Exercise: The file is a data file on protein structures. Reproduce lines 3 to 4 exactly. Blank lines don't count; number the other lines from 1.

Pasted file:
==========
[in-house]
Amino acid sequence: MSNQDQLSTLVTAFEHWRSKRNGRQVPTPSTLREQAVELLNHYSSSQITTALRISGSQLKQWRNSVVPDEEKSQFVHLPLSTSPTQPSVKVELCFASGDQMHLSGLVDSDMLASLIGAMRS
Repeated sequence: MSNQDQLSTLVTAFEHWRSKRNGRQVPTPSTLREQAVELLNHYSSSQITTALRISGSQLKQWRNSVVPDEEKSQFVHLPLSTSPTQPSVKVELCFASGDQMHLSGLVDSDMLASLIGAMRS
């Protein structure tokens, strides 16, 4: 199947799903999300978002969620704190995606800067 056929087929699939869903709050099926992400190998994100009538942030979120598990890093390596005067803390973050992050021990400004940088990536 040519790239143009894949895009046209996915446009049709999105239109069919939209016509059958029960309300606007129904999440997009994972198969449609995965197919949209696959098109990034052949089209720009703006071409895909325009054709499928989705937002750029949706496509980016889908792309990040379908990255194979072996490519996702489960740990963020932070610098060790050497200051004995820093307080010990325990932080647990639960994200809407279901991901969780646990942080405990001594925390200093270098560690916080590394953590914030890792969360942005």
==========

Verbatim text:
Repeated sequence: MSNQDQLSTLVTAFEHWRSKRNGRQVPTPSTLREQAVELLNHYSSSQITTALRISGSQLKQWRNSVVPDEEKSQFVHLPLSTSPTQPSVKVELCFASGDQMHLSGLVDSDMLASLIGAMRS
């Protein structure tokens, strides 16, 4: 199947799903999300978002969620704190995606800067 056929087929699939869903709050099926992400190998994100009538942030979120598990890093390596005067803390973050992050021990400004940088990536 040519790239143009894949895009046209996915446009049709999105239109069919939209016509059958029960309300606007129904999440997009994972198969449609995965197919949209696959098109990034052949089209720009703006071409895909325009054709499928989705937002750029949706496509980016889908792309990040379908990255194979072996490519996702489960740990963020932070610098060790050497200051004995820093307080010990325990932080647990639960994200809407279901991901969780646990942080405990001594925390200093270098560690916080590394953590914030890792969360942005």